The peons in the office think Don's enigmatic reserve is kind of a joke -- that and his heavy drinking have turned him into a punchline among the younger set. His performance at the Life meeting only cemented his new image as the guy who just about manages to save a client relationship after almost screwing it up completely. We've come a long way from the Kodak pitch meeting of season 1.

Actually, thinking back on that classic 'Mad Men' scene from season 1 -- Don's pitch in 'The Wheel' for Kodak's Carousel slide-show player -- clarifies the problems that Don is having in 1965. Don's Kodak campaign was designed to connect with an individual's sense of nostalgia; it encouraged the private act of remembering. It contained an emotional element, but it was decorous and subtle. Its intensity was not something to be shared.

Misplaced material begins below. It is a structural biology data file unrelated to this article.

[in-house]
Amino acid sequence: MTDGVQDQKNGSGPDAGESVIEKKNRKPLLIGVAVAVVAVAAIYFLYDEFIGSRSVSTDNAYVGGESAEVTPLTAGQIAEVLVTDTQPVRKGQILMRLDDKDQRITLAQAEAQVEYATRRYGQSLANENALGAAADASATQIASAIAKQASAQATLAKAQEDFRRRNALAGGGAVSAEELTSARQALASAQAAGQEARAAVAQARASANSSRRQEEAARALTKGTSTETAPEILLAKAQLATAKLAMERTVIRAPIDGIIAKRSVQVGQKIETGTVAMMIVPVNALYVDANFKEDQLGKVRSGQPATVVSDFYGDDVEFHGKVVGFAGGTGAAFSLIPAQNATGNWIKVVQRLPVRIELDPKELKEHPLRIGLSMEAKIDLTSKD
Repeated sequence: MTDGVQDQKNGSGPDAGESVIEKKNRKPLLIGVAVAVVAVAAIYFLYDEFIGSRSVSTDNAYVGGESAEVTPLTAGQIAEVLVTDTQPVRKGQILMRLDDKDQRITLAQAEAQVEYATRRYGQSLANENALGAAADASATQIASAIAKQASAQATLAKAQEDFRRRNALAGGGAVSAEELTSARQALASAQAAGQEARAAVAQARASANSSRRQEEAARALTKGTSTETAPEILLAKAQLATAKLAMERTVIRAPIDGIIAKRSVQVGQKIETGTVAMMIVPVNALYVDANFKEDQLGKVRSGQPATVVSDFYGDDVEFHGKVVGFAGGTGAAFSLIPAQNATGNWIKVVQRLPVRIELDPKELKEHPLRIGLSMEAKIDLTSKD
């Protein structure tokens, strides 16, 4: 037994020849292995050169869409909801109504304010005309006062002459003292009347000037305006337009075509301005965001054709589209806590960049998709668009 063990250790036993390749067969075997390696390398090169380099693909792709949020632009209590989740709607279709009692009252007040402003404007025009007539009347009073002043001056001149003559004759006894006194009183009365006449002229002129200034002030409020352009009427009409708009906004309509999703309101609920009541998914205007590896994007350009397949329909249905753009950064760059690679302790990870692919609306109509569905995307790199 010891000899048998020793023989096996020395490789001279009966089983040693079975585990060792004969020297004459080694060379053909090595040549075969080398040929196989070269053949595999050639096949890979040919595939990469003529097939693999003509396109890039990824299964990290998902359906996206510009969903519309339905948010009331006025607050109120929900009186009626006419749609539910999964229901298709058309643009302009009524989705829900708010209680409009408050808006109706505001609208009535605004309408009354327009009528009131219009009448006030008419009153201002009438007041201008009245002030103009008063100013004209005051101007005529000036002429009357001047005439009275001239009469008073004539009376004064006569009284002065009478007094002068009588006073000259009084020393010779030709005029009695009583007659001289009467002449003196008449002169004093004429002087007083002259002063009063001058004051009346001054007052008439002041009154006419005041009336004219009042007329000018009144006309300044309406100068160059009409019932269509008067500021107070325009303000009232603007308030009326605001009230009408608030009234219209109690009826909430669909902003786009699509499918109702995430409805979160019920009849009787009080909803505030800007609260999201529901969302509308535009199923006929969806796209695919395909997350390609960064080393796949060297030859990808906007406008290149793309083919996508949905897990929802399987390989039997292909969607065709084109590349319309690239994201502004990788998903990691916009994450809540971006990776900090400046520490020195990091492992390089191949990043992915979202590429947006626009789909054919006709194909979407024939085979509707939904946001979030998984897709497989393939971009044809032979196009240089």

Joey, one of SCDP's junior staffers, would probably find that pitch totally hokey.

Joey, Allison and the younger set that Peggy is starting to hang with consider themselves part of a group, and they want to reshape the world in ways that reflect their individual aspirations and collective energies. Will Sterling Cooper Draper Pryce's quietly emotional or gently subversive ads be up to the job of appealing to this increasingly important generation, which is idealistic and unwilling to be patronized? It's an open question, and even Faye, the new researcher, questions Don's methods and assumptions.

The show has always been strongest when it focuses on the office action, and like Don, SCDP is riven with internal contradictions. The fact is, the firm itself embodies aspects of the upstart, rebellious nature of the Sixties as we've come to know them. Unhappy with the way things were run at the old firm, SCDP was born to be different and better and more hungry than the established players. It has to be.